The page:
World Snow Sculpting Championship
CANADA - TEAM NT
Niki McKenzie, Maddy Tetrault
Deh Cho Crossing
Three caribou struggle through the turbulent waters of the Deh Cho, escaping a wave of fire. This summer, 70% of the population of the Northwest Territories was evacuated due to wildfires. Thousands of people fled the fire over the Deh Cho bridge- the only road out. When caribou cross rivers, they are at their most vulnerable. Deh Cho, literally translated, is “Big River.” It is 4,241 km (2,635 mi) long and spans up to 7,000 meters (23,000ft). Life north of 60° latitude is precarious. As our climate shifts, our ecosystems are in danger. Increased risk of fire threatens caribou habitat, and their numbers are dwindling. We are surrounded by boreal forest, and as drought conditions worsen, we find ourselves buried under 235 million acres of tinder. When the fire was at our doorstep, some members of our team stayed behind to help aid firefighting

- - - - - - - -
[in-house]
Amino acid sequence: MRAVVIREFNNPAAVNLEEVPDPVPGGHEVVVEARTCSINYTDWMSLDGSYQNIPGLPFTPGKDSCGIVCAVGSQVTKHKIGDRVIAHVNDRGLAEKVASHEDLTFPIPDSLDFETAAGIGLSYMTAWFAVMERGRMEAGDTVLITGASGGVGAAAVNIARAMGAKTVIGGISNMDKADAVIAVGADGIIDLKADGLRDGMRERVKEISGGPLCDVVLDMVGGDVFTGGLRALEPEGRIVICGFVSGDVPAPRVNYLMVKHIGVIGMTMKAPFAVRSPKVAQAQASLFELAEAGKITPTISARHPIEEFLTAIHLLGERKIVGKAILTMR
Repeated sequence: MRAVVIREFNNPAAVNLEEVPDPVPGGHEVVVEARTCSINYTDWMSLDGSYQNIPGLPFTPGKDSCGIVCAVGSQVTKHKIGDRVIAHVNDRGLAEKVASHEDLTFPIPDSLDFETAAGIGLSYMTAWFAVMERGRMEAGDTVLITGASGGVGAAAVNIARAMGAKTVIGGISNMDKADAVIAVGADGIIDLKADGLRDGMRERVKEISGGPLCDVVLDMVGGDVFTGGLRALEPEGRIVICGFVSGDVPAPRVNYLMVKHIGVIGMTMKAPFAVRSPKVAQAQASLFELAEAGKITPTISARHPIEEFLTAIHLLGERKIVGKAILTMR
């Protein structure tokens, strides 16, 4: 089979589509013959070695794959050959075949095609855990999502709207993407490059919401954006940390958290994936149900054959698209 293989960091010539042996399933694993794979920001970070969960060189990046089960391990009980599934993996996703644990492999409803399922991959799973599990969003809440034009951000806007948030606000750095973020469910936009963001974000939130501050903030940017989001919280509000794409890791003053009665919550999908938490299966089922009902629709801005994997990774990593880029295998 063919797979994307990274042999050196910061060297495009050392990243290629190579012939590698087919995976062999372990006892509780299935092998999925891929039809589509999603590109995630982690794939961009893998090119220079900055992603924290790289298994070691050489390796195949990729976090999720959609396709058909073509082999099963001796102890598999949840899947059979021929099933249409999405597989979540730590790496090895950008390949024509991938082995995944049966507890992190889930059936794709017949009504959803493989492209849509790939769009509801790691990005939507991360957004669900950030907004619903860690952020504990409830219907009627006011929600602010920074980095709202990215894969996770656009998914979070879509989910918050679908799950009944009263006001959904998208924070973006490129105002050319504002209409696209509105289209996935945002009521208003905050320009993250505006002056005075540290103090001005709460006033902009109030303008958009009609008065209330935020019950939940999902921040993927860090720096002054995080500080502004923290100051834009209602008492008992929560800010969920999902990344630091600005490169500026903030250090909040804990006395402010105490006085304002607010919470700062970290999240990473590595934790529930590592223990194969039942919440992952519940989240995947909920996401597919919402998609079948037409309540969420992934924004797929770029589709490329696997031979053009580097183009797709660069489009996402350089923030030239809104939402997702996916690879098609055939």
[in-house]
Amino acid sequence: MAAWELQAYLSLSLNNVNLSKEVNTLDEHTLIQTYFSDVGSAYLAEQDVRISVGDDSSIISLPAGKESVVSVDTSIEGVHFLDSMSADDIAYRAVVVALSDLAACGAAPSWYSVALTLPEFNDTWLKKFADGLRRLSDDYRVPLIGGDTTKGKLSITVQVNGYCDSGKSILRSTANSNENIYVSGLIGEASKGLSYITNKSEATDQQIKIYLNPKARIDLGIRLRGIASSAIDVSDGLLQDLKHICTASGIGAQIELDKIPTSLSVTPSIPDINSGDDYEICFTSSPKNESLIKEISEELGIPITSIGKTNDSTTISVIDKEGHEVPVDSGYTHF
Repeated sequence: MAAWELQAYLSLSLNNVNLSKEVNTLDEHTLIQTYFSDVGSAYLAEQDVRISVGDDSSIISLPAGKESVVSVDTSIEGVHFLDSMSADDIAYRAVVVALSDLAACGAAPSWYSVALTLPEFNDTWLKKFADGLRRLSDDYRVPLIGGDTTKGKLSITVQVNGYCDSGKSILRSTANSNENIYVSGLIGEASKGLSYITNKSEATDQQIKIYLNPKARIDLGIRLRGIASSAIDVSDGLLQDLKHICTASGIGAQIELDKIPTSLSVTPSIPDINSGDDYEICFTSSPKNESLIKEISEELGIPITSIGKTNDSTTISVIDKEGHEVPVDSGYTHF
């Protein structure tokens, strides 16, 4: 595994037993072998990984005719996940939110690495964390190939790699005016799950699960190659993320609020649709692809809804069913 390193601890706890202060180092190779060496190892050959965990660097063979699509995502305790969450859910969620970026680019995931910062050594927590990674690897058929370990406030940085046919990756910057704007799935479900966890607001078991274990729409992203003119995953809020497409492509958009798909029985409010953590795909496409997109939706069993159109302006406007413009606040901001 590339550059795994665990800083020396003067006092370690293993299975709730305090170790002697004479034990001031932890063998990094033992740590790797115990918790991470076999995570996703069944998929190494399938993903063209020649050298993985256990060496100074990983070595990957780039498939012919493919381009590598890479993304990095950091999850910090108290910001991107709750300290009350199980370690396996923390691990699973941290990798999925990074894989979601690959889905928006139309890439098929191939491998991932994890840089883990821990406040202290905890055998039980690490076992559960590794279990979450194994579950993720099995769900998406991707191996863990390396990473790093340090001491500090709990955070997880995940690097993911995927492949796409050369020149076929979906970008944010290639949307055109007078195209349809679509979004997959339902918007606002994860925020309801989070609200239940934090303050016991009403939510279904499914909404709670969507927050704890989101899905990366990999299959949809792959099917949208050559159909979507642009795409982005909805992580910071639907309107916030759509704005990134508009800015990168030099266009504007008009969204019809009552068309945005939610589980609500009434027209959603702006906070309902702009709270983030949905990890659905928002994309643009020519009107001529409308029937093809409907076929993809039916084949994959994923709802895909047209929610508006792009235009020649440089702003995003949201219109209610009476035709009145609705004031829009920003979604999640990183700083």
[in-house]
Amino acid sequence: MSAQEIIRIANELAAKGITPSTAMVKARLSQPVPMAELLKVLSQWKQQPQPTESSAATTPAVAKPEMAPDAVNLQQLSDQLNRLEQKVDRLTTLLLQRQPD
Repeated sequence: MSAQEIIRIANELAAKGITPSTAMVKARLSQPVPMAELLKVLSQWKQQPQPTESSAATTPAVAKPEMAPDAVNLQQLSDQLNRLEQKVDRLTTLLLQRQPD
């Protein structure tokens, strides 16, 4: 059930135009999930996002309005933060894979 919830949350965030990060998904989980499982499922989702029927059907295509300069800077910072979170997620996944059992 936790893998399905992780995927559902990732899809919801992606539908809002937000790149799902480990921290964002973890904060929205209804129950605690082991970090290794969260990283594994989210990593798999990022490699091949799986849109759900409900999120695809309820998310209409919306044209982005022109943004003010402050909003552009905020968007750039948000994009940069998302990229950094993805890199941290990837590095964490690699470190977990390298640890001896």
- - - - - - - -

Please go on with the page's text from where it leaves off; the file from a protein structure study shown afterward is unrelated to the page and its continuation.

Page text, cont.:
efforts in Yellowknife, NT. When do you leave your home? Before or after the flames have claimed it?
1989 marked the single year record for forest fires in Canada: 19 million acres burned.
2023 saw over 45 million acres reduced to ashes. More than 200,000 Canadians were evacuated from their homes. The piece is inspired by Peter Sawatzky’s “Seal River Crossing” a brass sculpture depicting a migrating herd of caribou.